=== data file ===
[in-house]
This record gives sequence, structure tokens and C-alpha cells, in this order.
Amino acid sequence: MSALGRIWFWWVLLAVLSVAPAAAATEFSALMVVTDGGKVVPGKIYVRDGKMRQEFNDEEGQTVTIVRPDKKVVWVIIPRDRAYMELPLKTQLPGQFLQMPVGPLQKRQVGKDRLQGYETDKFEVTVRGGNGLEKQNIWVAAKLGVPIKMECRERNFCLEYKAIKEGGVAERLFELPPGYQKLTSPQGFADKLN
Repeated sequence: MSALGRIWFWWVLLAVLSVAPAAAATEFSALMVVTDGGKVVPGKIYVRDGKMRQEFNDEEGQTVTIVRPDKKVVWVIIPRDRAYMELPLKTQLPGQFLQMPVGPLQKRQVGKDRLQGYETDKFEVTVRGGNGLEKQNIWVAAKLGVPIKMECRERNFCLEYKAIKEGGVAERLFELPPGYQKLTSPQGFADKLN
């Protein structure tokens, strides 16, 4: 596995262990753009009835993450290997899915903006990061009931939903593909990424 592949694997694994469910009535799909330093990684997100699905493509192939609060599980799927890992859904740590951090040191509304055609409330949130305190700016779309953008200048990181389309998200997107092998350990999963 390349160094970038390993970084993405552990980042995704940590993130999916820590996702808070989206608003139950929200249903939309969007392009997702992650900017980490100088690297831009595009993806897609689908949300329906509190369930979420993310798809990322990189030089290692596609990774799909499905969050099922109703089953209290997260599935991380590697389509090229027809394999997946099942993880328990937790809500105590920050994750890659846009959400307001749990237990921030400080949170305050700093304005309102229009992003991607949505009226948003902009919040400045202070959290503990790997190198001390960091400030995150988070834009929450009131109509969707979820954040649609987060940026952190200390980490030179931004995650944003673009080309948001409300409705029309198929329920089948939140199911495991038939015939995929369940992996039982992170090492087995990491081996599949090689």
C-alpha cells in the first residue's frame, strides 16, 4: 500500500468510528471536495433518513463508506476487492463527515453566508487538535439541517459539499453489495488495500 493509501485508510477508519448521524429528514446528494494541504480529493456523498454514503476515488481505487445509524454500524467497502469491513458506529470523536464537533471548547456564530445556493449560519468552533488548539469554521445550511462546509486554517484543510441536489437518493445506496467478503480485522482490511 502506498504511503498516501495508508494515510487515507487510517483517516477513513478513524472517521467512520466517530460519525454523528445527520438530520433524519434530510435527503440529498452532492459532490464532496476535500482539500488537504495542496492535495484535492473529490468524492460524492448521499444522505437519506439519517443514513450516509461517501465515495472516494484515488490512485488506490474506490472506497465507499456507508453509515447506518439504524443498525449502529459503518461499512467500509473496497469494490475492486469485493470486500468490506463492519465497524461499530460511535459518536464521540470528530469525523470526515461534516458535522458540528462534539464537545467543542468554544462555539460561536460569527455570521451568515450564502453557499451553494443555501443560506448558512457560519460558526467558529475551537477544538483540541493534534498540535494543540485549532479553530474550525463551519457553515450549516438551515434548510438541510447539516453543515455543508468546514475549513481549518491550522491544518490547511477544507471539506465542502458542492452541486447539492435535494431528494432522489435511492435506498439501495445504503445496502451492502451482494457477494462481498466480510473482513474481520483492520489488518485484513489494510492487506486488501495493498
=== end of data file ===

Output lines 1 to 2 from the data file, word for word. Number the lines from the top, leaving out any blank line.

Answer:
[in-house]
This record gives sequence, structure tokens and C-alpha cells, in this order.